-       Support your school to have an all-user bathroom and policies that allow students to use the locker room that aligns with their gender identity.

-       Call students by their preferred pronouns. Let them wear clothing that makes them feel good.

-       Ensure comprehensive sexuality education includes information and skill building around respect for people with different gender identities.

-       Bring voices from the trans/gender non-conforming community into your classroom. Engage your school’s Queer Straight Alliance (QSA) and reach out to organizations run by and for folks in the trans and gender non-conforming community.

-       Challenge stereotypical gender norms and tell the young people in your life you love them, for who they are, daily.

-       Support and donate to organizations in your community that serve trans and gender non-conforming youth and families.

 

Resources:

-       The Trevor Project https://www.thetrevorproject.org/

-       Human Rights Campaign, Welcoming Schools professional development program. http://www.welcomingschools.org/

-       Trans/Gender Non-Conforming Justice Project http://www.thetaskforce.org/current_action/transgender-non-conforming-justice-project/

Supporting K-12 Schools to #TeachThem in a Time of #MeToo

By Liz Thorne

The #MeToo movement has shown the extent to which acts of rape, sexual violence and sexual misconduct permeate the lives of countless women, as well the people and institutions that allow it to perpetuate like an “open secret”. Last month, the news of allegations of sexual misconduct against Asis Ansari added a new dimension to the #MeToo discourse. There was a debate about whether the actions of Asis belonged in the same conversation as the actions of Harvey Weinstein or Larry Nassar. But folks working in the field of sexuality education knew that it did.

While I was consuming all of this in my news feed, I just kept thinking to myself, “This is why we need more comprehensive sexuality education in every school in every town starting from preschool through higher education!” According to the Guttmacher Institute, fewer than half the states require schools to include the topic of “avoiding coercion” as part of a sexuality education program and similarly, a majority don’t require discussion of healthy relationships. But teaching young people about healthy relationships is the primary prevention for sexual violence because it’s centered on breaking down gender stereotypes, setting healthy boundaries, communication, and that consent is more than just “not hearing no”.

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There are states and school districts that are using this as an opportunity to strengthen laws and policies around sexuality education. The Sexuality Information and Education Council of the United States (SIECUS) has developed a toolkit to support educators to advocate for policies that support comprehensive sexuality education. They also created the partner #TeachThem movement to build on the awareness that #MeToo has brought to the need for stronger comprehensive sexuality education. But even states with strong policies struggle with implementation due to a lack of funding for professional development for teachers and administrators.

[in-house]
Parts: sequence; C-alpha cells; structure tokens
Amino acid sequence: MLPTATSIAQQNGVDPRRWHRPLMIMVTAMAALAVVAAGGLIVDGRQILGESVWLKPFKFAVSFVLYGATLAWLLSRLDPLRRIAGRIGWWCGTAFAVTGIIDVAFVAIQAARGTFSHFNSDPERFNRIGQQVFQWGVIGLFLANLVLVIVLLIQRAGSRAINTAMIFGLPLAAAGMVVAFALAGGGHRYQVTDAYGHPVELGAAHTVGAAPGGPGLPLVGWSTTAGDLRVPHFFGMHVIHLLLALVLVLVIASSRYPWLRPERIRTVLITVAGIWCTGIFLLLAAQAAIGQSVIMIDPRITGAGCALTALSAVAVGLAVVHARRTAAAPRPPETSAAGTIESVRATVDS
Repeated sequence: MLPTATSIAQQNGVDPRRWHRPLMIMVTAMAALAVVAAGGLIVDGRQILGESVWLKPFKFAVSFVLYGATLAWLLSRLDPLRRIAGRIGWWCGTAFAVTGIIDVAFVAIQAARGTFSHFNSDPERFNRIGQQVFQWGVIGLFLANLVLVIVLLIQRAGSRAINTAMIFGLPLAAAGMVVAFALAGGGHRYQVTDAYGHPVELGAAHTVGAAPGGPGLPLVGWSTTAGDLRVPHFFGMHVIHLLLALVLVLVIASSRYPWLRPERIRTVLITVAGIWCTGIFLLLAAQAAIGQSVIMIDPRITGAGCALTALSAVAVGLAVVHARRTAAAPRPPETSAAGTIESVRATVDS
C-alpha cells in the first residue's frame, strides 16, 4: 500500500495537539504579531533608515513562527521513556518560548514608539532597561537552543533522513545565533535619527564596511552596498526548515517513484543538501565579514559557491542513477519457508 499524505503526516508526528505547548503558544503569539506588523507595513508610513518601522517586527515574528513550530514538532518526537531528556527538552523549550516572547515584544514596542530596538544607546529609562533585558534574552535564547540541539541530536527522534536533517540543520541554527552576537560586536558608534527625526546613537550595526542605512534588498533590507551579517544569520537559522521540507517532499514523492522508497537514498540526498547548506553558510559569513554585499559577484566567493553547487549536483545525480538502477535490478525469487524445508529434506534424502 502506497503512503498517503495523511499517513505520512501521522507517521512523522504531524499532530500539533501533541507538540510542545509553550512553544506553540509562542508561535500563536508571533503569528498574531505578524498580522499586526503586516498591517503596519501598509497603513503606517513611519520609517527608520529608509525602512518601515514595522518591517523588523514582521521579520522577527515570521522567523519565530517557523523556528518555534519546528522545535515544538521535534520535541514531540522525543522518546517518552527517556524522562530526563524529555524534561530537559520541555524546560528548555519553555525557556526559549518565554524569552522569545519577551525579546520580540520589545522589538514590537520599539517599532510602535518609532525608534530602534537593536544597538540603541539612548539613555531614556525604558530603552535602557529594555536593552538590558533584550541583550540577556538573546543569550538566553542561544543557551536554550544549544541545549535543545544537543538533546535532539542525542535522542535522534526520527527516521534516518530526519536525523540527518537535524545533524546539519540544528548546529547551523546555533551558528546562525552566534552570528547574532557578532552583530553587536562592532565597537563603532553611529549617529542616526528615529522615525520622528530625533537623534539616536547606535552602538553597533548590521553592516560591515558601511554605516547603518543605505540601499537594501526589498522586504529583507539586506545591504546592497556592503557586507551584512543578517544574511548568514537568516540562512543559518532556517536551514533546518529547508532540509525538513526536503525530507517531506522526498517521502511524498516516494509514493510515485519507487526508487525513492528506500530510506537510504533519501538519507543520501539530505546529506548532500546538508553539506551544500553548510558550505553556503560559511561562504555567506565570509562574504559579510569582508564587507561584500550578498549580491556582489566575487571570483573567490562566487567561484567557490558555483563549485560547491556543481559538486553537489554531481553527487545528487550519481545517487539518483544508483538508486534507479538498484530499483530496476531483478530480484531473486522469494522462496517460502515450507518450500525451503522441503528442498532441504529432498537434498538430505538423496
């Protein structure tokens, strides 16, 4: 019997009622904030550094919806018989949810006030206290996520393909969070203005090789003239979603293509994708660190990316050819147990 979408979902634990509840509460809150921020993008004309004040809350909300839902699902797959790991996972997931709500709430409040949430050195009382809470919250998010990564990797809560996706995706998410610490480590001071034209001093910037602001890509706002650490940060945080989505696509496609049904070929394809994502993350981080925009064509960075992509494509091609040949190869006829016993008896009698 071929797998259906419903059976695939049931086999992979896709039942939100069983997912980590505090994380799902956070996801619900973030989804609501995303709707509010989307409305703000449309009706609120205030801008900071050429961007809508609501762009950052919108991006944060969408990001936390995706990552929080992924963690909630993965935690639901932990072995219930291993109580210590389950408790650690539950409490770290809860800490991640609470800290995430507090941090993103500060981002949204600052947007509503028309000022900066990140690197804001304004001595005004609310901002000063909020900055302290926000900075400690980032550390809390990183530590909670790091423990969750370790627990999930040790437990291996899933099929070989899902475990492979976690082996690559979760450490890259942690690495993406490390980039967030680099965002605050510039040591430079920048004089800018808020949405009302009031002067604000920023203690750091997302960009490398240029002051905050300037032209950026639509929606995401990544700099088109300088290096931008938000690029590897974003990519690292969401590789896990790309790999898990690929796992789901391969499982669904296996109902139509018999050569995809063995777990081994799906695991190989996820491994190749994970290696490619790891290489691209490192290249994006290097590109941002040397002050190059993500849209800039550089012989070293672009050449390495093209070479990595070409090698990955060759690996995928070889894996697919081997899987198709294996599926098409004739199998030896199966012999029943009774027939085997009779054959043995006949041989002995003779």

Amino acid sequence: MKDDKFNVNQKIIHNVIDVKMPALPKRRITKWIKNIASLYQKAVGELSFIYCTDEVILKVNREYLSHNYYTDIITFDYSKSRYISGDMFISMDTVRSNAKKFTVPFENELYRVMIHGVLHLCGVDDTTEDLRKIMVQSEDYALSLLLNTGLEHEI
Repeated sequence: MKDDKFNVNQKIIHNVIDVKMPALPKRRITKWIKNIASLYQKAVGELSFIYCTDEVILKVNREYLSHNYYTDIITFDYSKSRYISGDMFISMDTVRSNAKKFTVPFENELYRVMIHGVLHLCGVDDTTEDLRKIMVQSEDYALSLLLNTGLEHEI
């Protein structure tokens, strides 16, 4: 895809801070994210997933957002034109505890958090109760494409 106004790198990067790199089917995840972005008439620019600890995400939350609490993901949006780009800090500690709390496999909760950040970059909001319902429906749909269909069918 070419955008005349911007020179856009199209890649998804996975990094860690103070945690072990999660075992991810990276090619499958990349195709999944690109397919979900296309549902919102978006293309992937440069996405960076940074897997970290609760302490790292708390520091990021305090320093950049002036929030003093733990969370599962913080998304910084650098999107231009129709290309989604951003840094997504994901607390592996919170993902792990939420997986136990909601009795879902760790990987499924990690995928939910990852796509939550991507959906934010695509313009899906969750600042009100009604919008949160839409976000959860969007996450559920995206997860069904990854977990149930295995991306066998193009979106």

This is why I’m so proud to be supporting a school district with funding from Advocates for Youth to develop a sexuality education plan of instruction K-12 inclusive of policy, scope and sequence and training/professional development. Earlier this month we held a meeting with folks representing: education, public health and child welfare at the state level; school administrators; district staff; county public health; community based organizations that provide culturally specific sexuality education; university; LGTBQ rights; and sexual assault/violence prevention.  The group came together to critique the first draft of a district sexuality education policy. We envisioned a policy that codifies instruction that is not just developmentally appropriate and science-based, but inclusive and trauma-informed. A policy where school level data are used to guide instruction, and teachers are enthusiastic and equipped to teach sexuality education through strong professional development and support from an incredible network of community partners. There is so much more work to do, but I left this meeting filled with energy and hope.   

I salute these and other professionals, sexuality educators, young people, teachers, administrators and advocates across the country working to strengthen sexuality education. Our work has never been more important or needed.